The Federal Energy Regulatory Commission (FERC) and the US Department of Transportation’s (DOT’s) Pipeline and Hazardous Materials Safety Administration (PHMSA) released a Memorandum of Understanding (MOU) on August 31 to improve coordination throughout the Liquefied Natural Gas (LNG) permit application process for FERC-jurisdictional LNG facilities. The MOU describes FERC and PHMSA’s respective roles and responsibilities concerning siting, construction, and operation of LNG facilities pursuant to currently applicable statutory and regulatory law, and establishes a new coordination framework to streamline the approval process for those facilities. The agencies’ coordination has already helped streamline the environmental review schedules for 12 LNG export terminal applications pending before FERC. Those updated schedules were also released on August 31. The MOU supersedes and provides an updated and more concrete coordination framework than the prior iteration of the agreement between the two agencies that was signed in 1985.
The Environmental Protection Agency (EPA) proposed the Affordable Clean Energy (ACE) rule on August 21. The proposed rule would replace the Obama administration’s Clean Power Plan, establishing alternative guidelines for states to develop plans to reduce carbon dioxide emissions from existing fossil fuel-fired electric power plants. The ACE rule departs from the Clean Power Plan, among other ways, by removing incentives for natural gas and renewable energy use, limiting averaging and trading in state plans, giving states more flexibility in creating plans, slowing down state plan development and submission schedules, and proposing a new industry friendly test for the New Source Review permitting process. Overall, EPA has projected that the ACE rule will result in similar carbon dioxide emissions reductions in comparison to the Clean Power Plan.
Public comments made last week by Federal Energy Regulatory Commission (FERC) Chief of Staff Anthony Pugliese before the American Nuclear Society indicate that the agency is working with other federal government officials to identify power plants that are “absolutely critical” to the grid, E&E News reported. In particular, Mr. Pugliese revealed that the US Department of Energy and the National Security Council are coordinating with FERC to classify those generators that are vital to ensuring that critical infrastructure, such as hospitals and military bases, remain online and operational. The comments also reflect a related concern that many large gas-fired generators could pose reliability and resiliency risks, as the natural gas infrastructure supporting those plants could be susceptible to physical attacks or cyberattacks.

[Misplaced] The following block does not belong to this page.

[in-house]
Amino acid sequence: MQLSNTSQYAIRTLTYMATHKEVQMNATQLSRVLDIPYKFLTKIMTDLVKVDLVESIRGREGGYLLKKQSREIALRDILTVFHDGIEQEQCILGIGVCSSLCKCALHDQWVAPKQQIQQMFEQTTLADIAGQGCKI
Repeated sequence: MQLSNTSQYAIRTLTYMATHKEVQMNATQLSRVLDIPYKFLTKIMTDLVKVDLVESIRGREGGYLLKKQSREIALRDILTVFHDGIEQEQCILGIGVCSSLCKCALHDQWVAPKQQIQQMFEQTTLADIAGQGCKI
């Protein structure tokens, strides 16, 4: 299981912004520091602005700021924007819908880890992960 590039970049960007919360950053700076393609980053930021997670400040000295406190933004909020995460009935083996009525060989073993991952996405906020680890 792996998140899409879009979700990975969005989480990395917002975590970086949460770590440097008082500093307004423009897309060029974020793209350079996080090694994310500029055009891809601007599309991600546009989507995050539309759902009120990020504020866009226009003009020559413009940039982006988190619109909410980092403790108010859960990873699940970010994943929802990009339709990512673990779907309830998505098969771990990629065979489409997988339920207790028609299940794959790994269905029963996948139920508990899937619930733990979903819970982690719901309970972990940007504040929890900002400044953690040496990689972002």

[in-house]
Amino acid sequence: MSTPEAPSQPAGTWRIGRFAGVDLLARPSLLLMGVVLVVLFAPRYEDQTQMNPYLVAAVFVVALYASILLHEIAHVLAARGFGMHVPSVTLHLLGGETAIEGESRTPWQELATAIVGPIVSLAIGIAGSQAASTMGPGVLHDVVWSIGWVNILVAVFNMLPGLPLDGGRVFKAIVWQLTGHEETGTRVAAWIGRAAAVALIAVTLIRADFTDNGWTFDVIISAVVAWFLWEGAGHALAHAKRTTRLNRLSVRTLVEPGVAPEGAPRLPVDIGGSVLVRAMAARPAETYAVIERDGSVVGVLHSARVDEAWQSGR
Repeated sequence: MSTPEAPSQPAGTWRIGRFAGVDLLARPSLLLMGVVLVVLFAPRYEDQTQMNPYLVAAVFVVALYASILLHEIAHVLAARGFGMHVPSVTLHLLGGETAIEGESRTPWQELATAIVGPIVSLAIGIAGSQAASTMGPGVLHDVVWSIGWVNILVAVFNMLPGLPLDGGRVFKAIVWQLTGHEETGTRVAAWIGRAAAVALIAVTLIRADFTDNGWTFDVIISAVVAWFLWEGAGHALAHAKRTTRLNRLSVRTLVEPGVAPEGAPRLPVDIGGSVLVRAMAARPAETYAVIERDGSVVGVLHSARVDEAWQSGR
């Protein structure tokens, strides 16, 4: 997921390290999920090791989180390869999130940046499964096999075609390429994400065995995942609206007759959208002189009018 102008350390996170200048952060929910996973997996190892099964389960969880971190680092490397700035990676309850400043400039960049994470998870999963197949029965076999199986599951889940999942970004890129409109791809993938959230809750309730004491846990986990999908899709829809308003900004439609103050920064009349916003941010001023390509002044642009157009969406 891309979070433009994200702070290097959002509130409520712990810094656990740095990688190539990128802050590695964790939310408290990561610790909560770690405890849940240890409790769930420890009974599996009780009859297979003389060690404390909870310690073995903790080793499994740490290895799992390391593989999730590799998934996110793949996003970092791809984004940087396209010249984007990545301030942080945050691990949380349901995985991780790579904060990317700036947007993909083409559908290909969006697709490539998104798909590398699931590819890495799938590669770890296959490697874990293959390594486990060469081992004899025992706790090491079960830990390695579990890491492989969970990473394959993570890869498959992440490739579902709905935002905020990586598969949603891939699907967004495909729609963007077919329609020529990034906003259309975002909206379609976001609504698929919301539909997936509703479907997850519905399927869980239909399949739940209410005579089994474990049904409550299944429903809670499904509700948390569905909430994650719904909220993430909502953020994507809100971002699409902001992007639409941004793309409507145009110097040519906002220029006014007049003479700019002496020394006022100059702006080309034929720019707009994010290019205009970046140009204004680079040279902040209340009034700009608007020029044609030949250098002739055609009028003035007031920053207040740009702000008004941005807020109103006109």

On August 1, the Federal Energy Regulatory Commission (FERC or the Commission) issued a notice establishing the dates by which certain jurisdictional natural gas pipeline companies must file FERC Form No. 501-G, the “one-time” informational filing the Commission plans to review to ascertain whether the pipelines have, in light of the Tax Cuts and Jobs Act, accounted for reduced federal corporate income taxes in their cost-of-service rates (one-time report). The notice revises the submission dates in FERC Form No. 501-G’s Implementation Guide, which was released alongside FERC’s final rule in Order No. 849, the decision directing the natural gas companies to submit the one-time reports. The final rule is described in more detail in our previous LawFlash.
Under the revised Implementation Guide, natural gas pipeline companies that are required to FERC Form No. 2 or 2-A for calendar year 2017 are organized into three distinct groups. Group I must file FERC Form No. 501-G by October 11, 2018; Group II, by November 8, 2018; and Group III, by December 6, 2018. In its final rule, FERC explained that if a pipeline refuses to promptly submit the one-time report, or fails to correct a patently erroneous or incomplete one-time report, the Commission could consider the pipeline to be in violation of its reporting obligation under FERC’s rules and regulations, provided the Commission does not otherwise grant a waiver for good cause. FERC also emphasized that pipelines may file FERC Form No. 501-G earlier than these dates.
FERC is allowing interested parties to file interventions, protests, and comments in response to the submissions. Those filings will be due 12 days after each pipeline’s one-time report due date.